Prior to Da’esh taking over the city, over two hundred people had starved to death due to the inability for the U.N. to make food deliveries as the fighting was so intense.

This week I spoke with a native of Yarmouk who has fled and is living in a foreign country. His family remains in Yarmouk and the surrounding areas struggling to survive among the rubble of a world now gone.

Nassar Yasin’s experience in Yarmouk is a tale of terror, not unlike the historic accounts of other wars, but a human-made catastrophe taking place in 2015. What follows is Nassar’s experience in his own words:

Alexandra Halaby: Tell me about life in Yarmouk before the war.

Nassar Yasin: Yarmouk was a camp in name, but for us it was a beautiful city. We were proud of what we had accomplished and our people had produced many educated and religiously tolerant people. Many professors who teach at Damascus University are Palestinian refugees from Yarmouk. This was a place where we Palestinians arrived with nothing and in less than fifty years we built a thriving city, became doctors and engineers, were famous for our fashions and clothes shops. Now, nothing. Our city has been totally destroyed.

A.H.: When did the siege of Yarmouk begin to impact the people?

N.Y.: Almost immediately. In 2011, the cost of bread and other fresh foods was becoming so expensive that even well-off citizens were having a difficult time affording to feed their families. By 2013, there was no food to be bought. The water system to the city was disconnected. You may remember the famous images of women and children eating grass and mud, those pictures were from Yarmouk. For over two years now the people of Yarmouk have lived on less than 400 calories per day. This is why malnourishment and disease has become so severe. Most doctors have fled Yarmouk. In the city there is not even one dentist left. That may not seem like a major issue among the rest of this, but there is also an absence of pain medication. For anyone who is hungry, tired, and suffering from an abscessed tooth, well, you can imagine what life must be like.

A.H.: You mentioned there is no water. What are people doing to survive?

N.Y.: Some are rationing rainwater, others are collecting water from old abandoned wells. That water is unfit for consumption and is probably why there has been an outbreak of hepatitis recently. There has been absolutely no electricity in Yarmouk for over two years. Because of this, it is difficult to boil what water is found. Cooking is growing less of a concern as there is simply nothing to cook. The people of Yarmouk are waiting to die.

A.H.: With the absence of doctors and healthcare workers what are sick people doing?

N.Y.: Those with chronic illnesses like high blood pressure and diabetes require medication daily. Due to the disconnection of Yarmouk to the rest of the world there are no medications, so chronically ill patients have extremely high mortality rates. Some elderly with a number of medical issues have given up. Others who were previously disabled have to rely on the mercy of neighbors, who also have nothing for themselves.

A.H.: Have you spoken with refugees from the Naqba in 1948 who still live in Yarmouk?

N.Y.: Yes, there are still a few elderly Palestinian refugees who were forced from Palestine and wandered for years until they ended up in Yarmouk. They have told us to not get involved in the issues in Syria, the war and such, because they remember being forced from Palestine and do not want to see another forced removal. Unfortunately, the war came to Yarmouk despite our decision to remain out of the conflict. Now, Da’esh have arrived on the scene and what seemed like hell was just the first stage.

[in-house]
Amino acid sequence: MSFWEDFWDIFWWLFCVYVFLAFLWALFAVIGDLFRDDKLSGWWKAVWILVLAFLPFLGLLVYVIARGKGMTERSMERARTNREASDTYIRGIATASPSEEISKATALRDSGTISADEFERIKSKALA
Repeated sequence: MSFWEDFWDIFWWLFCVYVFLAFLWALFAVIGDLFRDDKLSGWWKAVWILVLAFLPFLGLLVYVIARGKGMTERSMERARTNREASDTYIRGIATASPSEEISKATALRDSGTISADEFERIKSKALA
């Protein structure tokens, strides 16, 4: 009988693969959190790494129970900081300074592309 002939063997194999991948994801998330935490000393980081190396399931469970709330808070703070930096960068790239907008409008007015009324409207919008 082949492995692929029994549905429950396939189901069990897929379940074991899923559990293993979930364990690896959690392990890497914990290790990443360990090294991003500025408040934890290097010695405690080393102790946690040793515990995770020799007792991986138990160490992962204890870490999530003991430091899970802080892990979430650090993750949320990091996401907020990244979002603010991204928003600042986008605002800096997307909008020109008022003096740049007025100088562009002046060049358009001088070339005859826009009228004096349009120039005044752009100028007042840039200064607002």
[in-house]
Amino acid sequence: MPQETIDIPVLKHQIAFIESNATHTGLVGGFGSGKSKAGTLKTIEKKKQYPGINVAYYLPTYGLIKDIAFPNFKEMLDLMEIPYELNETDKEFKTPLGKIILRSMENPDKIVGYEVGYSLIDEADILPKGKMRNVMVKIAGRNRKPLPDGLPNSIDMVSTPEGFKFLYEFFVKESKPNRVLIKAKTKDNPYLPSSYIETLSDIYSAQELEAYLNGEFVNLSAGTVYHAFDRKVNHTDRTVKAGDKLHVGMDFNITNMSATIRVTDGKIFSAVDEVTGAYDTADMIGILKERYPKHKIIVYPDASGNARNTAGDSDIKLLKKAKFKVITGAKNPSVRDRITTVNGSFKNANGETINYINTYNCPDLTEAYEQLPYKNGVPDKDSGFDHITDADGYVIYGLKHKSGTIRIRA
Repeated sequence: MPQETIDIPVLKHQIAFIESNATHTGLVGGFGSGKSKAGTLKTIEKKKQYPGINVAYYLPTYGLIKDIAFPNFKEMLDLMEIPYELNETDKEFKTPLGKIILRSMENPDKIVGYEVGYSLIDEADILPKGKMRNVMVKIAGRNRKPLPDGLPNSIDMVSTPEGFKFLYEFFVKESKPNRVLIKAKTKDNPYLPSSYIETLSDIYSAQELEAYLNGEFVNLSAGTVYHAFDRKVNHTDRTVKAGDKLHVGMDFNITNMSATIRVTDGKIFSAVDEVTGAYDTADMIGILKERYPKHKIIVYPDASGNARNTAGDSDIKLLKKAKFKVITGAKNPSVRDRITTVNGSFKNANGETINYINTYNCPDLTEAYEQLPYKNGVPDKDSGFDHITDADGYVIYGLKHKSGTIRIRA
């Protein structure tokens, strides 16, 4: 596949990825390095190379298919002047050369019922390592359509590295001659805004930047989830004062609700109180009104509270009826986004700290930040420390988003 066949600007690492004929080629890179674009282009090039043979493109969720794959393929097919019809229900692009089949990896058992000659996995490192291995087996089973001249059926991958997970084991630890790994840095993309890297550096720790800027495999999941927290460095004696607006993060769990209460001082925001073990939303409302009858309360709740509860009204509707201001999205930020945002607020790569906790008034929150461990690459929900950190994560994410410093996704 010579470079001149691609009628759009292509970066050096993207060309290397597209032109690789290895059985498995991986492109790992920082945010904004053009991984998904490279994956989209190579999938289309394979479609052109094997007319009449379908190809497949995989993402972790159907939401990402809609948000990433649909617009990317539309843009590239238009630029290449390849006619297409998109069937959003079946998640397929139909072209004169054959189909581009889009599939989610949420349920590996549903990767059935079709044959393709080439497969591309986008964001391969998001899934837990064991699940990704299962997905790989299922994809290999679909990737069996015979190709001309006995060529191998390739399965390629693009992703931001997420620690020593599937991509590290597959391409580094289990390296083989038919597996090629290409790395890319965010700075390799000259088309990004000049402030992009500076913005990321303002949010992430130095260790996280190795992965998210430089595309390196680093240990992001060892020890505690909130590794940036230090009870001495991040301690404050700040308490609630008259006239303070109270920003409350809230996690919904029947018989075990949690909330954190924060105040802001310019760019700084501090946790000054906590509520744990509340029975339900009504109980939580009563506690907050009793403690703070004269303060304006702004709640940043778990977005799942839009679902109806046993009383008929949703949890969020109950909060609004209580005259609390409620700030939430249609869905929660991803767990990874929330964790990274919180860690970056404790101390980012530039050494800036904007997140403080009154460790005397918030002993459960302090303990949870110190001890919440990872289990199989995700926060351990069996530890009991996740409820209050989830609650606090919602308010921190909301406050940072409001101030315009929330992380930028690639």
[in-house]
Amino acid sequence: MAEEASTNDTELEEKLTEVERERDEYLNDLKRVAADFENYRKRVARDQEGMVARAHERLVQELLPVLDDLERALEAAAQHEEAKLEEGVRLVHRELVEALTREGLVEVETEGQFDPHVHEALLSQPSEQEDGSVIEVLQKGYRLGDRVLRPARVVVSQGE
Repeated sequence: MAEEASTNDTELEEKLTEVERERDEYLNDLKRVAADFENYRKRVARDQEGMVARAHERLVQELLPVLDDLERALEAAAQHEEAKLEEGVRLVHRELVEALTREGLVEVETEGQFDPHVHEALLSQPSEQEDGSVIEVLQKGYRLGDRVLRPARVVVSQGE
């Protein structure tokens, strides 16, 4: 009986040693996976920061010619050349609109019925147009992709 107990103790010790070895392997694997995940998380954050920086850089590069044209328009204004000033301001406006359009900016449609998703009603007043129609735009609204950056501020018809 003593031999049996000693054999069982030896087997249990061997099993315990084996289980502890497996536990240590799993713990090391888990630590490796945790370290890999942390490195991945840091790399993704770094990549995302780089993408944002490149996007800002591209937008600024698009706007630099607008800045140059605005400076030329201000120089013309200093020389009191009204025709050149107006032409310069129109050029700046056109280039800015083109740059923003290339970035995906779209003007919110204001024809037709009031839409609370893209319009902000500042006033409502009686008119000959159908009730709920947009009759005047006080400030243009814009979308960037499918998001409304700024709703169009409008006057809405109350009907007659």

A.H.: Who is helping the people of Yarmouk?

N.Y. The only group who has continuously helped the people of Yarmouk is UNRWA. After all other aid groups left Yarmouk, UNRWA has continued to make deliveries of humanitarian aid. Many, including my friends and family, have become dependent entirely on UNRWA for survival. Sometimes UNRWA deliveries are not permitted due to limited access, which creates a panic among the people. Even the UNRWA deliveries are barely enough for survival, because everything has become extremely expensive. But, we still are grateful that UNRWA has not forgotten us. I always wonder why UNHCR doesn’t help us. Are we not refugees? UNRWA provides food, water, medicines, education, but couldn’t UNHCR help also? I have only known one person from Yarmouk who received help getting a visa to Ghana through UNHCR. That was only because his relative works for UNHCR in Lebanon. Because of the desperate situation many have risked their lives to cross the Mediterranean Sea to Europe. It is just an awful life for so many.

A.H.: How do you get in contact with your loved ones back in Yarmouk?

N.Y.: Communication is limited. Fortunately, many of my immediate family have found ways out of Yarmouk and have ended up spread out across Europe and North America. For my family and friends still in Yarmouk, I have a phone call every few months from someone who was able to use a cell phone of an aid worker. Since Da’esh have taken over Yarmouk, I have not heard from anyone there.

A.H. What do you think will happen to Yarmouk?

N.Y.: I don’t know. The bombs have destroyed nearly the entire city. Everything we ever knew has become a stranger. Streets I played on as a child are gone. Parks with trees and carefully tended flower gardens have been uprooted. The entire city is unsafe and death is everywhere. I remain hopeful that one day life will return to Yarmouk, but now it is just a dream.

*Nassar Yasin is a pseudonym used to protect the identity of the individual and his family. This interview was edited for context and clarity.